Thursday, April 11, 2013


Change in TCMDO, corrected for inflation. Log of that, so that a constant rate of growth looks like a straight line.

Graph #1: Natural Log of the Inflation-Adjusted Change in "Total Credit Market Debt Owed"

Same graph in Excel, with a Hodrick Prescott trendline:

Graph #2: Ditto, plus Trend

Straight lines indeed. The red line is flat, briefly, before 1958... Straight line uphill, 1958-1986... Straight line downhill, 1986-1992... And straight line uphill, 1992 to the crisis. I stopped the HP calc at that point so that the later decline did not drag down the earlier years' numbers.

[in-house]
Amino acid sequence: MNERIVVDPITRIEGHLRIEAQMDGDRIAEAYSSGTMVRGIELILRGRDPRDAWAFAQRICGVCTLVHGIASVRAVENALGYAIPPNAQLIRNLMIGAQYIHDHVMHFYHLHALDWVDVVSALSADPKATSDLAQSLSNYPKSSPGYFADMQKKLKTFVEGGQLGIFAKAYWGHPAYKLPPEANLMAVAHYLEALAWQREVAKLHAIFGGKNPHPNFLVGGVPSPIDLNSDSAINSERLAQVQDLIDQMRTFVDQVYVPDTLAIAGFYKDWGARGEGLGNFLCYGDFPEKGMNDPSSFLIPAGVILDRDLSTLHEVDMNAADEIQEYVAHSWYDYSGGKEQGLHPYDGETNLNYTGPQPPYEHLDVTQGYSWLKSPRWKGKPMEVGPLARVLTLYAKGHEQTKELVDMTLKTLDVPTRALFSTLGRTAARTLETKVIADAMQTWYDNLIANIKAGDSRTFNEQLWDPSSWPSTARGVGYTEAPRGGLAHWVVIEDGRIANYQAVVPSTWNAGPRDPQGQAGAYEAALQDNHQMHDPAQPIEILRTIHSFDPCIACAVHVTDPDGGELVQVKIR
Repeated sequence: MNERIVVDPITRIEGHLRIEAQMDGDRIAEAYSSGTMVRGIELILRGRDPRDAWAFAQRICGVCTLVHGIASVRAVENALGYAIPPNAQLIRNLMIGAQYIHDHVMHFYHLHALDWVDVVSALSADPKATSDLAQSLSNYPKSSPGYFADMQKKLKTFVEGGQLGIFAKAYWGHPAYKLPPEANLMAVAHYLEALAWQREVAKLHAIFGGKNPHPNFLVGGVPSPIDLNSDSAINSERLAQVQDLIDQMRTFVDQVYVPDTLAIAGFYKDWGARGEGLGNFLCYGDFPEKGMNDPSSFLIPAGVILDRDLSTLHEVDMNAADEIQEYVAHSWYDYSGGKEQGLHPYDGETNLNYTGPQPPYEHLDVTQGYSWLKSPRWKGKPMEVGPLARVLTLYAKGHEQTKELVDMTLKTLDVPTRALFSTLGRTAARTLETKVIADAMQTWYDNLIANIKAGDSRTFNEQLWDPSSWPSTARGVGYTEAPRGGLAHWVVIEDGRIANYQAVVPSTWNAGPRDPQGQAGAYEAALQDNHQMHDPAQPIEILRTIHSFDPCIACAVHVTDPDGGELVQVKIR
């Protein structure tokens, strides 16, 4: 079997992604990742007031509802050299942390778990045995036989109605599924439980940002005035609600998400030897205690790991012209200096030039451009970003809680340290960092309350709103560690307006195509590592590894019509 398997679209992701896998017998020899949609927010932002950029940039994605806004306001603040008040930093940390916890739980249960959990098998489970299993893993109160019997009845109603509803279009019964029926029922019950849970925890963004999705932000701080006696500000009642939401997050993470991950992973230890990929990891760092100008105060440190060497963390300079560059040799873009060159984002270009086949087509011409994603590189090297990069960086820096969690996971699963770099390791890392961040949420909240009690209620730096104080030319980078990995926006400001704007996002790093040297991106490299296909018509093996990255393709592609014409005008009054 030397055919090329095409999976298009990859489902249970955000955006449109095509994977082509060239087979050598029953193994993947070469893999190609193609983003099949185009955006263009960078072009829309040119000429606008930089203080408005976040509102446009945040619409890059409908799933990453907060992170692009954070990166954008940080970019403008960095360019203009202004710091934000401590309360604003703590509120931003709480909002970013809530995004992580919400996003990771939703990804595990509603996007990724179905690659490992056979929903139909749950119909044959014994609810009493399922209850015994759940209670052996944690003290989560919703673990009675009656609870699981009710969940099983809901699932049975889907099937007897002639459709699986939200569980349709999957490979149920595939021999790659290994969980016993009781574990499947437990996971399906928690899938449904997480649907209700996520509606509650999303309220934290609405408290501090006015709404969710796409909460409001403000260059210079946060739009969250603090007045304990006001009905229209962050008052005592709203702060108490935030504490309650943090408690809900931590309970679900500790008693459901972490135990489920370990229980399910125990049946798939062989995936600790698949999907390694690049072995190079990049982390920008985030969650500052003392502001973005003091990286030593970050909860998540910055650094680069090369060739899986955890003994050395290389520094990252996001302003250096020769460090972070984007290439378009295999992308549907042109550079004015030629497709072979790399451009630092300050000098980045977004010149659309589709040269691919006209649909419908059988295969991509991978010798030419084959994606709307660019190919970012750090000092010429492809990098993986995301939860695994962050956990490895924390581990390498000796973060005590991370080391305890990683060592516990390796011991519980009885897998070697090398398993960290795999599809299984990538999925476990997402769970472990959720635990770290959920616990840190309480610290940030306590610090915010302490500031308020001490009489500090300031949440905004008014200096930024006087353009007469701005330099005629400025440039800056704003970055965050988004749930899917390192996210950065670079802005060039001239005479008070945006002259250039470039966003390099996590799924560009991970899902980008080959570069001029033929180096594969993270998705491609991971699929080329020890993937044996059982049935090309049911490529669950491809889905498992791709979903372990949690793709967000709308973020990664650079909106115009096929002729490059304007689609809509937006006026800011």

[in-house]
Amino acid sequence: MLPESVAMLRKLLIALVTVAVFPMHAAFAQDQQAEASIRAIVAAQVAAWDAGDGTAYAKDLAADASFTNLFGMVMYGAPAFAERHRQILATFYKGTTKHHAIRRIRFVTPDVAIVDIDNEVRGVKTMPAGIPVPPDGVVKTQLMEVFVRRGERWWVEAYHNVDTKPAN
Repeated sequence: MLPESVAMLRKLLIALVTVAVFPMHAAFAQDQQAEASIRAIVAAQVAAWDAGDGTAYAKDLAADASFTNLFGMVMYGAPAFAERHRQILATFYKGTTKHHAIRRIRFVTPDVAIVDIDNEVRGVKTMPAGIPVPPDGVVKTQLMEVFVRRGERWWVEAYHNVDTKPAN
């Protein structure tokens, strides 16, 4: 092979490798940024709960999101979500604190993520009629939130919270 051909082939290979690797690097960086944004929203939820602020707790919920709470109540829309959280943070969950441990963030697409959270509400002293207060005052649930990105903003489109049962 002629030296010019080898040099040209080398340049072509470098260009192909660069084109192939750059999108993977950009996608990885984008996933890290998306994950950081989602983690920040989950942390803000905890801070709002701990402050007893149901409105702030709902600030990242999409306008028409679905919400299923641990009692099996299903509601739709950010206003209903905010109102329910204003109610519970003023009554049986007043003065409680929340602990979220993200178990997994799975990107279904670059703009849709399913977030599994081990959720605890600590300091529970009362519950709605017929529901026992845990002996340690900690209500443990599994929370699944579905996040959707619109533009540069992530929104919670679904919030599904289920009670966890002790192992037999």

The media would tell you debt is a problem over there on the right, where the blue line is broken and there is no red line.

Most people would tell you debt was a problem in the 2000s, where the red line goes above the 3.5 level, or maybe where it goes above 3.

Lots of people would tell you debt went up during the Reagan years. For some reason, most people don't seem to know about the great slowdown of debt growth, 1986-1992. Too many media stories, maybe.

Apart from that downtrend, I would say the only time the graph does not show a problem is in the early years, the early 1950s. That's the only time the trend does not show increase. Looking at this graph, you could have known by 1961 that debt was going to be a problem.

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